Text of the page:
Machiavelli The Prince Review

1268 words - 5 pages

The Prince by Niccolò Machiavelli isn't about one man's ways to feed his power hungry mindset through gluttony, nor is it just explaining altercations between a nation's states. This writing is regarding to how one's self-confidence can make them become powerful in a society and also, the way morals and politics differ and can be separate in a government. Originally, Machiavelli wrote The Prince to gain support from Lorenzo de' Medici, who during the era, was governor of Florence. As meant as writing for how a society should be run, this book has been read by many peoples around the world who want to have better knowledge of the perfect stability of beliefs and politics required to run a good civilization.
Enlightening persons from the average Joe to the high monarchs of countries, The Prince is one of the best, if not the best, books relating to politics of all time. Machiavelli explains how to gain power in a government and once you gain it, he explains how to keep it. The first few chapters of the book set the tone for the rest of the writing. Early in his work, he says that all high powers can be separated into two totally different groups: principalities and republics. The Prince is written with dictatorial type regimes, and not with republican regimes. Niccolò seems to ignore the republican regimes which must mean that, at the time, he did not think that this would get very far or would not help anybody. Machiavelli goes onto explain the various principalities and princes. He creates an outline for the rest of the book during this explanation. To become a prince, he says that there is no way any normal person can become one, as the way this is acquired is either by hereditary means or is appointed to by the state itself. Obviously, the easier path of the two is to be appointed by hereditary means following their ancestors, since bloodlines are easiest to trace and keep track of.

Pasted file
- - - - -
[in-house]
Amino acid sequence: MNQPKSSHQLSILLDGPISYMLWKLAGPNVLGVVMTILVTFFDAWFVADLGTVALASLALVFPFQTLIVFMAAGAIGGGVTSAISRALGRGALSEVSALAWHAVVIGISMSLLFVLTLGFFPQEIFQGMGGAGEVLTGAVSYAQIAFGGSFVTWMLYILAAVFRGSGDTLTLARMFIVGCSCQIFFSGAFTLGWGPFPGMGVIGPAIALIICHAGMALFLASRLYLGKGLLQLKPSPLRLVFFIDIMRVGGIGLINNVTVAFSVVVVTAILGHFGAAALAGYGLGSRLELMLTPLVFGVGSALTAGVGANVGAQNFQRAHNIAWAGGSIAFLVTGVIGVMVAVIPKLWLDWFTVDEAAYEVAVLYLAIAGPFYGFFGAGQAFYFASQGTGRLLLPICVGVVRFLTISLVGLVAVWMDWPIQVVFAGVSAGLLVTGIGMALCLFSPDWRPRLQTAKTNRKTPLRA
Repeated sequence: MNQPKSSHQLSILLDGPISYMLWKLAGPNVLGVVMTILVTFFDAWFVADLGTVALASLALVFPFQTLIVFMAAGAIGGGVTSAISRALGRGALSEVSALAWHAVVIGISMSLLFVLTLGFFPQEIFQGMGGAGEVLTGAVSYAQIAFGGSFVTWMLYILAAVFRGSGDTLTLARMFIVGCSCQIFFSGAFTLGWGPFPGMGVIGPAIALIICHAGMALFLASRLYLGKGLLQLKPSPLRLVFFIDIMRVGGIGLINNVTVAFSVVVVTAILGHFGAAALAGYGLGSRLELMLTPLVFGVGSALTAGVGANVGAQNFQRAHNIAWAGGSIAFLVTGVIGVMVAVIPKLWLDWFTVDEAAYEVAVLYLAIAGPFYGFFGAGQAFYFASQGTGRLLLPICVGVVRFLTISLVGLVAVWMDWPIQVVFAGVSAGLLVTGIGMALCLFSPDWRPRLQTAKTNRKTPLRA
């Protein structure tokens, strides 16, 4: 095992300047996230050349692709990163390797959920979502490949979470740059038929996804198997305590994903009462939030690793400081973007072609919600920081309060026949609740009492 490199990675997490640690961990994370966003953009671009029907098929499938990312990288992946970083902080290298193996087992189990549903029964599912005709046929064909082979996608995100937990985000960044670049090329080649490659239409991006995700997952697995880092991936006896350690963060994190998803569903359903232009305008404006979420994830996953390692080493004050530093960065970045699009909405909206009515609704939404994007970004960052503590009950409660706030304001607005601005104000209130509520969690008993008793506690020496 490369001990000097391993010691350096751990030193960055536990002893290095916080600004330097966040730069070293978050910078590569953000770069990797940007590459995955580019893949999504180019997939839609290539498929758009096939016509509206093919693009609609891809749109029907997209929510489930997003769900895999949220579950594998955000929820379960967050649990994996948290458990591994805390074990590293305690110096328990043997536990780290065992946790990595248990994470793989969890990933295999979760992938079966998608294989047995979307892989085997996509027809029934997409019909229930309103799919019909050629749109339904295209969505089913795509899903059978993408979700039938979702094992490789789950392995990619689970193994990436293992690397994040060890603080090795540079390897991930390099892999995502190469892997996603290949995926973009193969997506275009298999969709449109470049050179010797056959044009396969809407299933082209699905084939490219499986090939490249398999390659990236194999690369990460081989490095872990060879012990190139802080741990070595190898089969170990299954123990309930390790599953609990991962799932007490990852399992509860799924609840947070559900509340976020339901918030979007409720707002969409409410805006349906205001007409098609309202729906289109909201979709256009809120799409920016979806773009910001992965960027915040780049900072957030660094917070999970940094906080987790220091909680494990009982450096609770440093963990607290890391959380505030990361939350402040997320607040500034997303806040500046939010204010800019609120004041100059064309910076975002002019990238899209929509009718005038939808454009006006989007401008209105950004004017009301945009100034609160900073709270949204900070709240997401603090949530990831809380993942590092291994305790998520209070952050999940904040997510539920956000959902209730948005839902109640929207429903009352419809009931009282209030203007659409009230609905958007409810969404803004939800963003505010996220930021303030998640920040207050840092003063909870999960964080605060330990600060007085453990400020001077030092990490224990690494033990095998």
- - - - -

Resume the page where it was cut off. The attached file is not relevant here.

Later in his writing, he introduces to us the three main concepts of the book: power politics, war craft, and popular goodwill. Machiavelli describes that principalities are created or annexed from another power so that the prince does not know who he is ruling. From there, he goes on and offers tips on how to gain and hold the new states. Niccolò takes the time to advise how to make alliances with others and also, how to keep a strong and balanced military. He mentions some of the advantages and disadvantages that apply to various routes to power. Also in this section, he tells his views on free will, human nature, and ethics, but he does this only very minutely, as he goes on about this later in his work.
The next section of the book goes on about just the prince himself. Machiavelli saw that arrogant beliefs translate into a bad government. The prince shouldn't be, so to say an arrogant donkey, to lose the respect he had gained, but he shouldn't show any weakness either. If weakness is shown, people will walk over him like they would a...

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